dir. Nacho Vigalondo
Time travelling films have always been an interesting niche in cinema. The bad ones fail spectacularly but the good ones are always proof of stellar writing and good direction. It definitely takes a lot to make a non-linear narrative be cohesive and make sense. However if it’s done well, it leaves a lasting impression as one of the superior science films. Time Crimes is, in my opinion, one such film. It’s a hidden gem that more people deserve to know about.
No one knows how time travel works or it’s implications, and this film doesn’t necessarily answer those questions. Instead, it acts as a chronicle of our main protagonist’s journey within the span of an afternoon wherein he has to do increasingly difficult tasks that challenge his morality. Part of what makes this film great is seeing our protagonist’s transformation through it all.
Instead of our typical attractive young lead commonly seen backflipping through explosions in science fiction films, we have Hector. Hector is as ordinary as they get but like any other character, his life changes drastically when he gets shaken out of his normal routine by an extraordinary event. What then follows is an intense character study where we see our protagonist transform with every single time he gets out of the time machine.
This movie obviously has a low budget to work with and it compresses the setting, characters, and production design, but it works in the film’s favour. This puts more focus on the limited actors’ performances, as well as the few significant props that we saw. All of them were important within this narrative and screen time isn’t wasted on anything unnecessary.
Three other people play roles in Hector’s time travelling journey. We have his wife, Clara, who serves as Hector’s motivation. He starts nonchalant towards her and it’s clear that she’s more taken with him than he is with her. He ever goes as far as creeping on a random lady in the forest and following her. After though, he seems to realize his priorities and think that his actions have led to this unlikely journey, making him choose Clara once again.
The woman in the forest is a victim and even worse, she’s unnamed. we start out thinking that she’s quite suspicious, because honestly who in their right mind would choose to get naked in the middle of the forest. My initial thoughts led me to her being part of a witch coven or a cult. In reality, she starts out kind and even tried to help Hector which quickly becomes tragic. Hector uses her for his own benefit, leading the other Hector to commit the same mistake he did so that the time loop reaches its fulfillment, and she dies in the process. So it seems that her kindness was rewarded with death.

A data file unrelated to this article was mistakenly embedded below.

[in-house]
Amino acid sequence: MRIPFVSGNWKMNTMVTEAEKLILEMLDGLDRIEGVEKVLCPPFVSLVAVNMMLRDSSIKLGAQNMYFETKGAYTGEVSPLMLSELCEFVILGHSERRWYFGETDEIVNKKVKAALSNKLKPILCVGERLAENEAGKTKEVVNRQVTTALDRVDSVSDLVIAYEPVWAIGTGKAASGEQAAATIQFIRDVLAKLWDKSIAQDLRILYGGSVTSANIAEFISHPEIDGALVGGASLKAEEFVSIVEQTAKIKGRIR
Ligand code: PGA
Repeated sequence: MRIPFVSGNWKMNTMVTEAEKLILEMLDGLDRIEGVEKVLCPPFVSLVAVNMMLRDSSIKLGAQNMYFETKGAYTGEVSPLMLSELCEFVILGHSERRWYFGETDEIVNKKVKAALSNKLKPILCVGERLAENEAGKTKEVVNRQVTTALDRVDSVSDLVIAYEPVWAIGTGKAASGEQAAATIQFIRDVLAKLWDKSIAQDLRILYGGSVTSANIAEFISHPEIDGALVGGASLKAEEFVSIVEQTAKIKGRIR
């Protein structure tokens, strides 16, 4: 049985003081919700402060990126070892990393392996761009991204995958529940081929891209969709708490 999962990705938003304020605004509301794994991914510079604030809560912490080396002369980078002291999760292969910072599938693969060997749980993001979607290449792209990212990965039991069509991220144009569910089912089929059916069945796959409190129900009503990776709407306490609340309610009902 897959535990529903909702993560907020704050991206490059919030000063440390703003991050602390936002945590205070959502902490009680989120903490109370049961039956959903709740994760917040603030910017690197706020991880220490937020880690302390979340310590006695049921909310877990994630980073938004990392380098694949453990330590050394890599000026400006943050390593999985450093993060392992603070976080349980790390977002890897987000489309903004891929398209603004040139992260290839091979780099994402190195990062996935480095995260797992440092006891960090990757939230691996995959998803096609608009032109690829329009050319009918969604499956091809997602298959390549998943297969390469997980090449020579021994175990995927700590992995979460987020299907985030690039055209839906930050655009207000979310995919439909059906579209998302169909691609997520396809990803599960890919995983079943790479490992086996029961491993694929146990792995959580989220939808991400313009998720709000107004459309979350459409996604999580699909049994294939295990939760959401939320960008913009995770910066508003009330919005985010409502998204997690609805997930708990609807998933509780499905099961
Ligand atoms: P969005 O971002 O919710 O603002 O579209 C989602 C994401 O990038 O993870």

And lastly the scientist, played by Nacho Vigalondo himself. From the beginning, he’s the only one who’s actually in ‘the loop’ (forgive the pun) regarding Hector’s whole time travelling conundrum. It’s interesting to note that the actual director plays the guy dictating Hector what to do.
The tone and pacing of this movie are great as well. The first part sets the movie up as a thriller but then the plot twists give it a slightly comedic note e.g. when Hector, wearing the bandages, tries to find the exact place where he scared the first Hector away. It’s a clear subversion of expectations.
Overall, this was a clever little movie with a well-written screenplay that does the most with what is has. I truly believe Nacho Vigalondo’s debut feature film, which he wrote, directed, and performed in, deserves a place among some of the best time travelling/science fiction films out there. Apparently, there are Hollywood plans of making a remake but that might just make it lose its charms. What makes it so great is that it present a good story stripped to its barest form, emphasizing only what’s important and what the audience should know.